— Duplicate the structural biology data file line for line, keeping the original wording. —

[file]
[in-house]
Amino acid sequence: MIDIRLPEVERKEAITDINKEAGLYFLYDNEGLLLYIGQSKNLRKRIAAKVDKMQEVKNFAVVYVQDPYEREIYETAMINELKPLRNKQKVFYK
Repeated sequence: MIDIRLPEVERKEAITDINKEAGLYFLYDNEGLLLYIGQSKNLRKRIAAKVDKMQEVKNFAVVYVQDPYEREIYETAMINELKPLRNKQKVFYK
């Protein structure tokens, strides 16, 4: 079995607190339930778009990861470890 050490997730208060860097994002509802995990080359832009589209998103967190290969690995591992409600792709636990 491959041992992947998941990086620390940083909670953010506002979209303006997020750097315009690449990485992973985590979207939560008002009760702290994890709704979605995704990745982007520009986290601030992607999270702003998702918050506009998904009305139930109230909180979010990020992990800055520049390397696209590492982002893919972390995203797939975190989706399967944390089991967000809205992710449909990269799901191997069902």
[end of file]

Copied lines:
[in-house]
Amino acid sequence: MIDIRLPEVERKEAITDINKEAGLYFLYDNEGLLLYIGQSKNLRKRIAAKVDKMQEVKNFAVVYVQDPYEREIYETAMINELKPLRNKQKVFYK
Repeated sequence: MIDIRLPEVERKEAITDINKEAGLYFLYDNEGLLLYIGQSKNLRKRIAAKVDKMQEVKNFAVVYVQDPYEREIYETAMINELKPLRNKQKVFYK
């Protein structure tokens, strides 16, 4: 079995607190339930778009990861470890 050490997730208060860097994002509802995990080359832009589209998103967190290969690995591992409600792709636990 491959041992992947998941990086620390940083909670953010506002979209303006997020750097315009690449990485992973985590979207939560008002009760702290994890709704979605995704990745982007520009986290601030992607999270702003998702918050506009998904009305139930109230909180979010990020992990800055520049390397696209590492982002893919972390995203797939975190989706399967944390089991967000809205992710449909990269799901191997069902």